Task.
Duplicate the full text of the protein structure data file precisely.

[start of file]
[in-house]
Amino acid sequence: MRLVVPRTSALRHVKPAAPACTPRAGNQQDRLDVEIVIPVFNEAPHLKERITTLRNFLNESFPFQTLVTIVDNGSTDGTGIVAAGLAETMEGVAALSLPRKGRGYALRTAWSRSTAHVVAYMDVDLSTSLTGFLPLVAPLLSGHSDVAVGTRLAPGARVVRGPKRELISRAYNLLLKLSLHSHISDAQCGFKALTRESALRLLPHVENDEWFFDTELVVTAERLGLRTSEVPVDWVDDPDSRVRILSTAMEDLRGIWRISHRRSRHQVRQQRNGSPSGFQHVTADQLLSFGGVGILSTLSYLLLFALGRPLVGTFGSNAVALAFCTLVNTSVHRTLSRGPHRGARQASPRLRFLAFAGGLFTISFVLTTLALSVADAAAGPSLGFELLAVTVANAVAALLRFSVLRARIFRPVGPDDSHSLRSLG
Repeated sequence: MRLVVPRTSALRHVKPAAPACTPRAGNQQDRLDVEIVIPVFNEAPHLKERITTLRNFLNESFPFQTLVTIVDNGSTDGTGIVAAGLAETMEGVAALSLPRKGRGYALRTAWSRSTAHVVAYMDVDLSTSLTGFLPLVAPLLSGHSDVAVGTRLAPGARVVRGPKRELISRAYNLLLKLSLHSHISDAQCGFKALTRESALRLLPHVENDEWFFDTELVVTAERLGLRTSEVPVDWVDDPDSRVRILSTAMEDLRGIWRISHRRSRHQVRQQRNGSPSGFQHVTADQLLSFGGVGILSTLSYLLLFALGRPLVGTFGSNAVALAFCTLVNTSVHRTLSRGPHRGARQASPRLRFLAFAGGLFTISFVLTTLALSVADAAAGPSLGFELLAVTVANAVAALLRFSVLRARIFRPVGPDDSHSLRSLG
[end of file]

[in-house]
Amino acid sequence: MRLVVPRTSALRHVKPAAPACTPRAGNQQDRLDVEIVIPVFNEAPHLKERITTLRNFLNESFPFQTLVTIVDNGSTDGTGIVAAGLAETMEGVAALSLPRKGRGYALRTAWSRSTAHVVAYMDVDLSTSLTGFLPLVAPLLSGHSDVAVGTRLAPGARVVRGPKRELISRAYNLLLKLSLHSHISDAQCGFKALTRESALRLLPHVENDEWFFDTELVVTAERLGLRTSEVPVDWVDDPDSRVRILSTAMEDLRGIWRISHRRSRHQVRQQRNGSPSGFQHVTADQLLSFGGVGILSTLSYLLLFALGRPLVGTFGSNAVALAFCTLVNTSVHRTLSRGPHRGARQASPRLRFLAFAGGLFTISFVLTTLALSVADAAAGPSLGFELLAVTVANAVAALLRFSVLRARIFRPVGPDDSHSLRSLG
Repeated sequence: MRLVVPRTSALRHVKPAAPACTPRAGNQQDRLDVEIVIPVFNEAPHLKERITTLRNFLNESFPFQTLVTIVDNGSTDGTGIVAAGLAETMEGVAALSLPRKGRGYALRTAWSRSTAHVVAYMDVDLSTSLTGFLPLVAPLLSGHSDVAVGTRLAPGARVVRGPKRELISRAYNLLLKLSLHSHISDAQCGFKALTRESALRLLPHVENDEWFFDTELVVTAERLGLRTSEVPVDWVDDPDSRVRILSTAMEDLRGIWRISHRRSRHQVRQQRNGSPSGFQHVTADQLLSFGGVGILSTLSYLLLFALGRPLVGTFGSNAVALAFCTLVNTSVHRTLSRGPHRGARQASPRLRFLAFAGGLFTISFVLTTLALSVADAAAGPSLGFELLAVTVANAVAALLRFSVLRARIFRPVGPDDSHSLRSLG